This alternative is not some abstract ideal to be imagined. It is an alternative that workers are fighting for on the picket line. Even before the nurses went on strike, 2022 was a record-breaking year for industrial action. Striking workers are not just fighting for pay, essential as these demands are. They are fighting for a society without poverty, hunger, and inequality. They are fighting for a future that puts the interests of the community ahead of the greed of energy companies. They are fighting for us all.
Their collective struggle teaches us that democracy exists — it thrives — outside of Westminster. The government is trying its best to turn dedicated postal workers and railway workers into enemies of the general public — a general public that apparently also excludes university staff, bus drivers, barristers, baggage handlers, civil servants, ambulance drivers, firefighters, and charity workers. As the enormous scale of industrial action shows, striking workers are the general public. The year 2022 will go down in history, not as the year the Tories took the public for fools, but as the year the public fought back. United in their thousands, they are sending a clear message: this is what democracy looks like.
This article was first published by Progressive International
Confidence in Public Institutions Is at an All-time Low
Kenya must raise the bar in service provision now so that we can gain enough ground for our children to enjoy affordable and quality services from public institutions.
When discussing the state of government services, facilities and infrastructure, some Kenyans on social media propose that there should be a requirement for all public officers to use only government services. This would mean that our cabinet secretaries, our parliamentarians and even the president and deputy president (and their families) be restricted to seeking medical services at public hospitals, and to taking their children to public schools, and so on. The proponents of this policy expect that once high-ranking state officers experience the inconvenience other citizens endure in accessing services from public institutions, they would be more intentional about improving service delivery.
A step further would be for such a policy to also cover the counties. Perhaps if governors, senators, and county assembly members were restricted to only using the health facilities in their respective counties, they would commit more resources to ensuring that these facilities are well equipped, and that the human resource is compensated fairly and in a timely manner.
European nations which are often used as a benchmark for development and governance apply this to a good degree. Public services are efficient, and it is common for even the highest-ranking public servants to use public facilities. When former UK Prime Minister Boris Johnson contracted COVID-19, he was treated at St Thomas’ Hospital, a National Health Service (NHS) teaching hospital in central London. The NHS is the publicly funded healthcare system of the United Kingdom. This is the National Health Insurance Fund (NHIF) equivalent, and St Thomas’ Hospital would be the Kenyatta Hospital equivalent.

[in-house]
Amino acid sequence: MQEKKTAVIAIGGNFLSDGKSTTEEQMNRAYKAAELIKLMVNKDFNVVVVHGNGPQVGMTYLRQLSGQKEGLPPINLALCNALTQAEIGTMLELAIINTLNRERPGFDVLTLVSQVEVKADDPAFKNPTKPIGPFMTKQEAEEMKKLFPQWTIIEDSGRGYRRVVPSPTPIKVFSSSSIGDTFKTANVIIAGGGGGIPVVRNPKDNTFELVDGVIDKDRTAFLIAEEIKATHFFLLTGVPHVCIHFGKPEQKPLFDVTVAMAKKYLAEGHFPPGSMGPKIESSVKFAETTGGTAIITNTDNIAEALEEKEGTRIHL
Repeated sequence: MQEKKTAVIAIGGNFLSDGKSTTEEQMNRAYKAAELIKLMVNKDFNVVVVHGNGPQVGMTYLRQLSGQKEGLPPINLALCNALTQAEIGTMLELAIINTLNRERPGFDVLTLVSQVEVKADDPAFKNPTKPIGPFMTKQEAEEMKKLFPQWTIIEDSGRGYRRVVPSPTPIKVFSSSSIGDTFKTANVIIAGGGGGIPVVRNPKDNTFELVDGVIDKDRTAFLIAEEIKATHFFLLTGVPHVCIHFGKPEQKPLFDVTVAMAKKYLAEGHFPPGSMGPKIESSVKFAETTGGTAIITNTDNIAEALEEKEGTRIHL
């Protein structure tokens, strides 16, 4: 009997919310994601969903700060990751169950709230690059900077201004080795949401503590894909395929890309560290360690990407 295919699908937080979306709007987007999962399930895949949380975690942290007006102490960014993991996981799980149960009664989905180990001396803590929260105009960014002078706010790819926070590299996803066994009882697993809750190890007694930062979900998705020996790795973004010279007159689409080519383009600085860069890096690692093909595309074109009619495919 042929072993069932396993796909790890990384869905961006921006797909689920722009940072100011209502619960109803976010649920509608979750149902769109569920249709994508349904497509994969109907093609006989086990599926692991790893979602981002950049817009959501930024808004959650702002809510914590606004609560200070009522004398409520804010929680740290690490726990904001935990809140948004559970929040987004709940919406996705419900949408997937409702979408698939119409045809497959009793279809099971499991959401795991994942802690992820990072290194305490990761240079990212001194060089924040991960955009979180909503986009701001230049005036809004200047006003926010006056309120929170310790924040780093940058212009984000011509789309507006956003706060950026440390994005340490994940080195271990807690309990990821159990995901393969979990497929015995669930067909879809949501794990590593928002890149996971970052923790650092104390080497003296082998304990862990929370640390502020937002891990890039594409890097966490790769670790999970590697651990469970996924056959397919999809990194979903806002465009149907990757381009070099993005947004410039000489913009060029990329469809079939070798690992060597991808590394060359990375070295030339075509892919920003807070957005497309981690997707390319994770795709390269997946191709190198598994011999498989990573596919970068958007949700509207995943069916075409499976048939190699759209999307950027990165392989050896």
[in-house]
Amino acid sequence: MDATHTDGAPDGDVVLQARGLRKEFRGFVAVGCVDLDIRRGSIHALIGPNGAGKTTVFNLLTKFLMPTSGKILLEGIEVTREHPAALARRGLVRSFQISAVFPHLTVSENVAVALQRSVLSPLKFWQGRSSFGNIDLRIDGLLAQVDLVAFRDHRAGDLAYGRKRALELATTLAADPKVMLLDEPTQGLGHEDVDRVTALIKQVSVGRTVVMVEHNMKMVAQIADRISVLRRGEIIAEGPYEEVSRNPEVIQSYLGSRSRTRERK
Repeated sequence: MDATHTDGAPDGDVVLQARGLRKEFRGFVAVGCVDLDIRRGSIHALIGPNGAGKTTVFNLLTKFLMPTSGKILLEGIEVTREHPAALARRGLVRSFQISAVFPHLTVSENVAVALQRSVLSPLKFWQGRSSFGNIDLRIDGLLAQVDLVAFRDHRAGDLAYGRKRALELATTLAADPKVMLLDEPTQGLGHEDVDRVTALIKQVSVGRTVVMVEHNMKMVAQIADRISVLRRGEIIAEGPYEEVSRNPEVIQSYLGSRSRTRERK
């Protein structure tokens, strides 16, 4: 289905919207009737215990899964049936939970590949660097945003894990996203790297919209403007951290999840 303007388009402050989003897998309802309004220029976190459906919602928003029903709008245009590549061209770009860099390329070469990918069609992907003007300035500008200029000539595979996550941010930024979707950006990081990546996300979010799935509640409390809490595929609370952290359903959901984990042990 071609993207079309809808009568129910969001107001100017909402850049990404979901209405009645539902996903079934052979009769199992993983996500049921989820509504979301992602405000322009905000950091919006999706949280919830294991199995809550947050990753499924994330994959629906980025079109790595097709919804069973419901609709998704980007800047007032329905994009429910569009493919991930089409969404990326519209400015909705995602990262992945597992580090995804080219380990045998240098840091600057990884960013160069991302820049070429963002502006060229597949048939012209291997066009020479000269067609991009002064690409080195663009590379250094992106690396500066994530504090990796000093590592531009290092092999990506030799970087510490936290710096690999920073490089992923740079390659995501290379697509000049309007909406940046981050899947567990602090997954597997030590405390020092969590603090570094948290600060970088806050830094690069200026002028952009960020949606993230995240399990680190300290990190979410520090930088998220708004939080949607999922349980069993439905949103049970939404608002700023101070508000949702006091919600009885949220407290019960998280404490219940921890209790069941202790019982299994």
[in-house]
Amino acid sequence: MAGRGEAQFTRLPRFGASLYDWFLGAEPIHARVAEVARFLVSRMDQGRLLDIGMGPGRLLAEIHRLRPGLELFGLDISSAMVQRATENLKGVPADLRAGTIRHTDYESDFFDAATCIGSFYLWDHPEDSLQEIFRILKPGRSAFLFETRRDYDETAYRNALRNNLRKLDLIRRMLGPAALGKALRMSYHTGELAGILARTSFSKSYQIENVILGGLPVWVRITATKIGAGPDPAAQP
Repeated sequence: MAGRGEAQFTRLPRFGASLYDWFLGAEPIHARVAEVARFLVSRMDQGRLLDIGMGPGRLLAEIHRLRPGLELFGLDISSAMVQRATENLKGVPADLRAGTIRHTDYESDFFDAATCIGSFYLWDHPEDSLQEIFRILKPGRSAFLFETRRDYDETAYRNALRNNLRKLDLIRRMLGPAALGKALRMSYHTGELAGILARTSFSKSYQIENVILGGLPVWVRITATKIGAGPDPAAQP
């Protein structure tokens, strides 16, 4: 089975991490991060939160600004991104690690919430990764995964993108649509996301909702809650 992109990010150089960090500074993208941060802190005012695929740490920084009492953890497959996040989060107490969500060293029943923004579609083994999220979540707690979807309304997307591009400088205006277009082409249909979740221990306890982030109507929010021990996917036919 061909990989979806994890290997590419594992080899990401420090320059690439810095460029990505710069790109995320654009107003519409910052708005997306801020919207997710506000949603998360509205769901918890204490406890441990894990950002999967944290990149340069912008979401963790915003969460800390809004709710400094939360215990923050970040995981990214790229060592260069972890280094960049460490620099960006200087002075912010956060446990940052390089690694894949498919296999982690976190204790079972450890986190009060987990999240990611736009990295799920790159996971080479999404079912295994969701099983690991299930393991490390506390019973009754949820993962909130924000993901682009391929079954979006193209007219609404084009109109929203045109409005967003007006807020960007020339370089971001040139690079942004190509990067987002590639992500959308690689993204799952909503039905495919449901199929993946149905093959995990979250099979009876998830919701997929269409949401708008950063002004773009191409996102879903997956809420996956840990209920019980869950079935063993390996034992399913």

The parallel I can draw for Kenya is that at least our president completed his PhD studies at a public university. And there are many more cabinet secretaries (CSs), principal secretaries (PSs), ambassadors and parastatal heads who went through public universities and are top performers in their respective dockets. But on the other hand, we also have several governors who sought to attain undergraduate qualification from beyond our borders.
In contrast, we have had a former health minister seek medical services in another country during his tenure at the health ministry (his contributions to improving the ministry and the sector notwithstanding). I highly doubt the children of cabinet secretaries and other politicians, past and present, have been through public schooling up to the university level. And in December 2022, we took it a step further when the National Police Service and the Kenya Prisons Service ended their comprehensive medical coverage with the NHIF, in favour of a private service provider. Confidence in public institutions appears to be at an all-time low, even among other public institutions.
Kenyans are known to have high standards and high expectations. And rightfully so. We are the regional leader (largest economy in the EAC and COMESA in terms of GDP), and we know our potential to become a continental leader by all metrics. However, as we begin a new year under a new administration that just completed its first 100 days in office, I would recommend that we manage our expectations and start at the bare minimum. The bare minimum for me is a request to the recently appointed cabinet secretaries and county executive committee members to ensure human dignity in service delivery. We are years away from that ideal future where the president, cabinet secretaries and all other high-ranking public officers are confident enough in the system to entrust it with their families’ health and with their children’s education. But if we start raising the bar now, we can gain enough ground for our children to enjoy affordable and quality services from public institutions.
I highly doubt the children of cabinet secretaries and other politicians, past and present, have been through public schooling up to the university level.
The bare minimum for healthcare is for all public health facilities to be well equipped and functioning. Kenyans should not have to travel across counties or to the capital for basic medical services, or prefer private medical insurance cover over NHIF. A bare minimum would be county executives being nominated based on qualification and experience, and county staff being appointed based on the needs of the county in the specific functions they oversee.
In road construction, a bare minimum would be to have all tarmacked roads appropriately marked, well paved (with sidewalks/footpaths where required) and well lit.